Discussion in 'Aquos Yacht' started by YachtForums, Oct 19, 2010.
Is this better?
This was a concern for me to. I actually called K1W1 and we put together a list of questions to ask related to Big Fish’s hydraulic system. My questions were regarding the internal storage garage and whether or not the hydraulic lifts could be tweaked by torsional stresses. And with all these moving parts, what measures were being taken to reduce noise & vibration. K1W1 had some more poignant questions, like hydraulic pipe insulation to reduce fluid transfer noise, what kind of seals were being used for the platforms, i.e. double pneumatic dry seals, etc.
The jury is still out on this. I agree, the use of alternative materials are welcome. It should wear extremely well, but it’s HOT in the direct sun. The rigidity of the stone is the first concern that comes to mind. The weight is another. Jim Gilbert informed future incarnations of the application will have a Styrofoam backing to insulate the stone from the metal to help reduce heat. This will also add a layer of flexibility between two dissimilar and very rigid materials.
Thanks Carl, thats more like it.
Most yachts these days have nice interiors and good electronics, its pretty difficult to screw them up unless you try really hard.
The real quality of a yacht can be seen in things like practicality of lay-out, access to equipment and down right build quality. We all know of some boat that looks all flashy and ritzy but we would never take out of the marina without a Coast Guard escort.
If you are going to aim a line of yachts to the Explorer market, your brand must show true ocean engineering qualities, not just another poncy boat with bigger tanks than normal.
Well thats my 2 cents worth.
I think it's reasonable to assume the weights get put away during crossings.
It's not an ice classed hull, but it could be. Big Fish won't be venturing deep into ice packs and blazing crushed ice trails.
Kenny Bracewell posed this question on the tour. I honestly wasn't paying much attention because my math doesn't go that high, but I seem to recall 40M.
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I think Big Fish strikes a really nice balance between looking great and being capable enough to venture almost anywhere. While she isn't quite as 'hardcore' looking as Lone Ranger or Giant I, she also doesn't stick out like a sore thumb either.
I especially like the excess of open space inside as well as the abundance of windows. If you're going to cruise to breadth of the oceans, how could you not want to see it all? Sure, if you're visiting Tahiti or Bora Bora you'll be outside from sunup to sunset, existing solely between the sundeck and the swim platform, but just because other locales have less inviting weather doesn't mean you want to take the chance of missing a sight!
Particularly stunning is the Owner's Suite. That room is absolutely magnificent! While reading the review, when I got to those images I stopped for a second and tried to imagine what it would be like to travel the world with a bedroom panorama like that... pretty amazing, to say the least. Short of waking up next to a Victoria's Secret model, that view would be hard to top.
One thing I can say for sure... maybe it's a good thing I can't afford to charter Big Fish. If I were to spend a week aboard, I'd likely be hard pressed to ever want to leave.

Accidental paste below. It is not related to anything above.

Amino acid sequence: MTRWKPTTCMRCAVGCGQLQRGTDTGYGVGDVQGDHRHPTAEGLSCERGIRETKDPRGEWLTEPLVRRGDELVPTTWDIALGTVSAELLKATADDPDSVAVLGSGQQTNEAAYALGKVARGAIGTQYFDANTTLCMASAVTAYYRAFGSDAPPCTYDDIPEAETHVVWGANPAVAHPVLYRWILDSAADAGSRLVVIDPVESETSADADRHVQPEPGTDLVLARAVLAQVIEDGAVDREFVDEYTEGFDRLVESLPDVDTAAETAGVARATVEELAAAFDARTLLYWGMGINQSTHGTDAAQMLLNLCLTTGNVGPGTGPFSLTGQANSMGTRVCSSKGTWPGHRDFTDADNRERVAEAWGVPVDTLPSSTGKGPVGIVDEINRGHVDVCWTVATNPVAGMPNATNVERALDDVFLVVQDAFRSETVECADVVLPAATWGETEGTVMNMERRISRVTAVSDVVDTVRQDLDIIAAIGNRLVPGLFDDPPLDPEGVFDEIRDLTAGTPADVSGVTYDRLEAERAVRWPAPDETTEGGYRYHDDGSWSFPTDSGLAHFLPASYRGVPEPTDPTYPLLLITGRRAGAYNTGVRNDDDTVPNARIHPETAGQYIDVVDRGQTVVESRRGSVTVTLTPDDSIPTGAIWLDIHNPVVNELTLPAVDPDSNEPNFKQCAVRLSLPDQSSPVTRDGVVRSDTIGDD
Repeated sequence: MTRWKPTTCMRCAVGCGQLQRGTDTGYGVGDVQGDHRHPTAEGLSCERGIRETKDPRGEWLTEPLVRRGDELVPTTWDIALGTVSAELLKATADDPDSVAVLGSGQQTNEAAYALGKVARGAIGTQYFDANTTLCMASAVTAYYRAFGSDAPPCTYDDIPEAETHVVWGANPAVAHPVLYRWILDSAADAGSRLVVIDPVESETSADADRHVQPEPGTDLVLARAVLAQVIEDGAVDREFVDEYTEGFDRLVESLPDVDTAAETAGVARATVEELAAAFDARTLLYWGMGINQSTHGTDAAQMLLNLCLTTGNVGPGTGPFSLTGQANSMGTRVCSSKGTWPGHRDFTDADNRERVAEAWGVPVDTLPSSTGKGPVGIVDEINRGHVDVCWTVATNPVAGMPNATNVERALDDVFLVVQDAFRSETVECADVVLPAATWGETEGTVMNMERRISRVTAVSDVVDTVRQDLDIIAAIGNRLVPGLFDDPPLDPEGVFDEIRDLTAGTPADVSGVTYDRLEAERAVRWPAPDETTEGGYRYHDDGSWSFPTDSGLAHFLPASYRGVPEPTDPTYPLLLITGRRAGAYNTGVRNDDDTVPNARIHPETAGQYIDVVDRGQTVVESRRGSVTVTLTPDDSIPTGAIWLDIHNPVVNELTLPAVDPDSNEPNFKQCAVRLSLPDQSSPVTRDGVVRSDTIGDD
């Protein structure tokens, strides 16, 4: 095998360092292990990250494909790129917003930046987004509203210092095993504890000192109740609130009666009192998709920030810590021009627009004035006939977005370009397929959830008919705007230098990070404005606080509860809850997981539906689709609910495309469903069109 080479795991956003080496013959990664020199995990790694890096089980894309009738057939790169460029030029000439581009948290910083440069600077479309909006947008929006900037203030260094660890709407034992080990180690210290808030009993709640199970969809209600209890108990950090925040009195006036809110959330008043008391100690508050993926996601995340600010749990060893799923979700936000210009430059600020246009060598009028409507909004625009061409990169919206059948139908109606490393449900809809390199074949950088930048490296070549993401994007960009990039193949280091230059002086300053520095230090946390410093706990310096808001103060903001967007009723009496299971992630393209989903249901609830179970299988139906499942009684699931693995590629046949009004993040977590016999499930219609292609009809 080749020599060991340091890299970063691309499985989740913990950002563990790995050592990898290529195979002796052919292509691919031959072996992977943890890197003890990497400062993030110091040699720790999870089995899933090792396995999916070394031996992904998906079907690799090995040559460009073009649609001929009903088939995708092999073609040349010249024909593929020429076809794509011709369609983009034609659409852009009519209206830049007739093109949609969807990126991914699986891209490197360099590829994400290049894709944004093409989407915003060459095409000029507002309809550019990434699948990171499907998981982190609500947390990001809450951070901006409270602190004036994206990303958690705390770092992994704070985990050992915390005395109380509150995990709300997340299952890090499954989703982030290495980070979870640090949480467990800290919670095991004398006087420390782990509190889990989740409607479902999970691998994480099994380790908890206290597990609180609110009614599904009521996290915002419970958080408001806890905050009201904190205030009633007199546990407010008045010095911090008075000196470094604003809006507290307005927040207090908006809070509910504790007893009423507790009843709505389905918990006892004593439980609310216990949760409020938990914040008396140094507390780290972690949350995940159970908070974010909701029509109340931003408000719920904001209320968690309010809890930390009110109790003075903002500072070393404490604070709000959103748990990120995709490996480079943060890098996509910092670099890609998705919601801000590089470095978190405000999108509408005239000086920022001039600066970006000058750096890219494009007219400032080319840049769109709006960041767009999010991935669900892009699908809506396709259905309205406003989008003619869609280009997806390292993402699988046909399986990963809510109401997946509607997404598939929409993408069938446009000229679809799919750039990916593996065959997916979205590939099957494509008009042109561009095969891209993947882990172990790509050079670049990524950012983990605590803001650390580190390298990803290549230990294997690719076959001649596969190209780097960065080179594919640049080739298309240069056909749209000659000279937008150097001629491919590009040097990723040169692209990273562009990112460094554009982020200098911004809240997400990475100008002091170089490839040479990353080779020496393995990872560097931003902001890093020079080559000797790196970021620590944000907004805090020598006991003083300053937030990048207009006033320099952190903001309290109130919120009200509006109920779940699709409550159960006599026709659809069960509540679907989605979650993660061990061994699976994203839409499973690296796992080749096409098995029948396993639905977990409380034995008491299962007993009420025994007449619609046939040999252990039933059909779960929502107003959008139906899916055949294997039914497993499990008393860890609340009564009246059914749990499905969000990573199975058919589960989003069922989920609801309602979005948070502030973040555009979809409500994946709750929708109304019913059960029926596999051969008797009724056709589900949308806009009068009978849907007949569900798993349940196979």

I normally do not comment on looks and style as they are purely a matter of taste, good or bad; but being described as an expeditionary yacht which parallels my preferred genre, notice was taken.
I have to say, with all due respect, it appears that for all the "open spaces" and questionable tender arrangement; the crew took it in the shorts. Being very familiar with the volume of a 45 meter having run Ambrosia I, it is certain that space for technical, crew and storage areas are already tight. This detracts from the "expeditionary" (ie., long range) capabilities of the vessel. Fine to have extra fuel, but without proper stores, you will be port hopping just to provision. How the yacht, galley and furnishing would be secured for sea based on what is visible is an interesting consideration.
Just my 2 cents.
The professional presentation of the yacht by YF is to be applauded. Excellent coverage although I agree with others that more engineering and technical details are always appreciated.
I've been thinking about this boat all weekend. One thought I had was to use the tender storage area for a folding wing seaplane instead. I realize it is being touted as a boat for scientific exbiditions, but from the layout, I took it to mean it's set up to take folks on far away adventures in luxury, not for National Geographic to study penguins. Still a VERY nice boat, something I can dream about for a while.
Does anyone know approximately how high the sunbathing platform (see post 15 in the review) raises up? Yes a somewhat random question but I became somewhat intrigued after seeing more photos this.
I think Capt Tom posted a photo of it in the upper position ov er in the Flibs 2010 thread.
Does not look like it goes very high. Just high enough.
Thank you. I have seen this photo and that is what made me curious.
Wasn't sure you had seen it. Wish I could be more help. I am sure Carl or CaptTom will chime in if they have the answer.
The mechanism wasn't activated when I toured the boat, but given the limitation of volume between aftdeck overhangs, I suspect the platform doesn't raise much higher than 12" to 16". It could certainly go higher with longer hydraulic cylinders, but raising the bottom of the platform past the point of flush could present a liability, such as foreign object intrusion. Or toes!
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check it out!